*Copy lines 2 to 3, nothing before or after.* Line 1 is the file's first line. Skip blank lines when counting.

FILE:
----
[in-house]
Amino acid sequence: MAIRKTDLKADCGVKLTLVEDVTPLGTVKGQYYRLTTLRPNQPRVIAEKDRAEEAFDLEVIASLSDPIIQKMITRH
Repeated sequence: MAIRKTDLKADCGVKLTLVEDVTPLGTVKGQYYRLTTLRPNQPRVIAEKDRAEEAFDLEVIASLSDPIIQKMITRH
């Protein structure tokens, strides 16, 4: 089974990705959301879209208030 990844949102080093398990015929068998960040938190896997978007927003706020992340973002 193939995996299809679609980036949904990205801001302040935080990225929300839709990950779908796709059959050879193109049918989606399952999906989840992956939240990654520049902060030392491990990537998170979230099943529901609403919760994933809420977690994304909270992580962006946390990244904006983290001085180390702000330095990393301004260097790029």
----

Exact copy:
Amino acid sequence: MAIRKTDLKADCGVKLTLVEDVTPLGTVKGQYYRLTTLRPNQPRVIAEKDRAEEAFDLEVIASLSDPIIQKMITRH
Repeated sequence: MAIRKTDLKADCGVKLTLVEDVTPLGTVKGQYYRLTTLRPNQPRVIAEKDRAEEAFDLEVIASLSDPIIQKMITRH